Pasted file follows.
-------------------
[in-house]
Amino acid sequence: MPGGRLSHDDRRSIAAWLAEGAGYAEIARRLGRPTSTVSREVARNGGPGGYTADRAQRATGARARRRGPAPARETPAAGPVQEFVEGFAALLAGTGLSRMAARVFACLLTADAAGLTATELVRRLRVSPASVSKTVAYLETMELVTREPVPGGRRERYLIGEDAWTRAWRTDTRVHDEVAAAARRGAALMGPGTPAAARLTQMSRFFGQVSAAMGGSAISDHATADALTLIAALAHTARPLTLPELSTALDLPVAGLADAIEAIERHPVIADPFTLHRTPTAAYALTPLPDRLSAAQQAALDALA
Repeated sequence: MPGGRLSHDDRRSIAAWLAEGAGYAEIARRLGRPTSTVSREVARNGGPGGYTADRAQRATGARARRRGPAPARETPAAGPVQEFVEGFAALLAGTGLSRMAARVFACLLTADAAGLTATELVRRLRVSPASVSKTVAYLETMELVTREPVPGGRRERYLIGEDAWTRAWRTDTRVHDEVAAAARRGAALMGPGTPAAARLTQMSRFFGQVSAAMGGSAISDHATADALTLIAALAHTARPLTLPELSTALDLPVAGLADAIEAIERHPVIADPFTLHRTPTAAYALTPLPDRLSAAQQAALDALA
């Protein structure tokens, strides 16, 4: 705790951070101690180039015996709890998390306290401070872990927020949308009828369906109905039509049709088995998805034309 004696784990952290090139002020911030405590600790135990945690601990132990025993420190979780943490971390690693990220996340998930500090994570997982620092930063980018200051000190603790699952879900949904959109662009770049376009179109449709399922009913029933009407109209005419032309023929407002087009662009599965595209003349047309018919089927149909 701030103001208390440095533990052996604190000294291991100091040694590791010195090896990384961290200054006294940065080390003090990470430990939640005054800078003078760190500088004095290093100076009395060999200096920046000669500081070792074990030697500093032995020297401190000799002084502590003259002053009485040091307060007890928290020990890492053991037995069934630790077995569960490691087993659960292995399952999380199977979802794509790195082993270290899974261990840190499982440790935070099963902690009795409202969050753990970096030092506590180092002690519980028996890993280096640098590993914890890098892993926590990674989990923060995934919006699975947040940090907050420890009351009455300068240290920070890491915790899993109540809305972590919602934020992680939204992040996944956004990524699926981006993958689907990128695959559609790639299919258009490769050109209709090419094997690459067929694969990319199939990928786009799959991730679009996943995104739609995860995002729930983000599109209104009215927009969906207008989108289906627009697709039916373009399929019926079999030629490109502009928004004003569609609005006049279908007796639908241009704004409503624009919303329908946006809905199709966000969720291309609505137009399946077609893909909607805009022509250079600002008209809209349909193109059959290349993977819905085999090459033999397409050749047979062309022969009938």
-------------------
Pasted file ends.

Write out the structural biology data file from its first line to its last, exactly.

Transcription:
[in-house]
Amino acid sequence: MPGGRLSHDDRRSIAAWLAEGAGYAEIARRLGRPTSTVSREVARNGGPGGYTADRAQRATGARARRRGPAPARETPAAGPVQEFVEGFAALLAGTGLSRMAARVFACLLTADAAGLTATELVRRLRVSPASVSKTVAYLETMELVTREPVPGGRRERYLIGEDAWTRAWRTDTRVHDEVAAAARRGAALMGPGTPAAARLTQMSRFFGQVSAAMGGSAISDHATADALTLIAALAHTARPLTLPELSTALDLPVAGLADAIEAIERHPVIADPFTLHRTPTAAYALTPLPDRLSAAQQAALDALA
Repeated sequence: MPGGRLSHDDRRSIAAWLAEGAGYAEIARRLGRPTSTVSREVARNGGPGGYTADRAQRATGARARRRGPAPARETPAAGPVQEFVEGFAALLAGTGLSRMAARVFACLLTADAAGLTATELVRRLRVSPASVSKTVAYLETMELVTREPVPGGRRERYLIGEDAWTRAWRTDTRVHDEVAAAARRGAALMGPGTPAAARLTQMSRFFGQVSAAMGGSAISDHATADALTLIAALAHTARPLTLPELSTALDLPVAGLADAIEAIERHPVIADPFTLHRTPTAAYALTPLPDRLSAAQQAALDALA
């Protein structure tokens, strides 16, 4: 705790951070101690180039015996709890998390306290401070872990927020949308009828369906109905039509049709088995998805034309 004696784990952290090139002020911030405590600790135990945690601990132990025993420190979780943490971390690693990220996340998930500090994570997982620092930063980018200051000190603790699952879900949904959109662009770049376009179109449709399922009913029933009407109209005419032309023929407002087009662009599965595209003349047309018919089927149909 701030103001208390440095533990052996604190000294291991100091040694590791010195090896990384961290200054006294940065080390003090990470430990939640005054800078003078760190500088004095290093100076009395060999200096920046000669500081070792074990030697500093032995020297401190000799002084502590003259002053009485040091307060007890928290020990890492053991037995069934630790077995569960490691087993659960292995399952999380199977979802794509790195082993270290899974261990840190499982440790935070099963902690009795409202969050753990970096030092506590180092002690519980028996890993280096640098590993914890890098892993926590990674989990923060995934919006699975947040940090907050420890009351009455300068240290920070890491915790899993109540809305972590919602934020992680939204992040996944956004990524699926981006993958689907990128695959559609790639299919258009490769050109209709090419094997690459067929694969990319199939990928786009799959991730679009996943995104739609995860995002729930983000599109209104009215927009969906207008989108289906627009697709039916373009399929019926079999030629490109502009928004004003569609609005006049279908007796639908241009704004409503624009919303329908946006809905199709966000969720291309609505137009399946077609893909909607805009022509250079600002008209809209349909193109059959290349993977819905085999090459033999397409050749047979062309022969009938």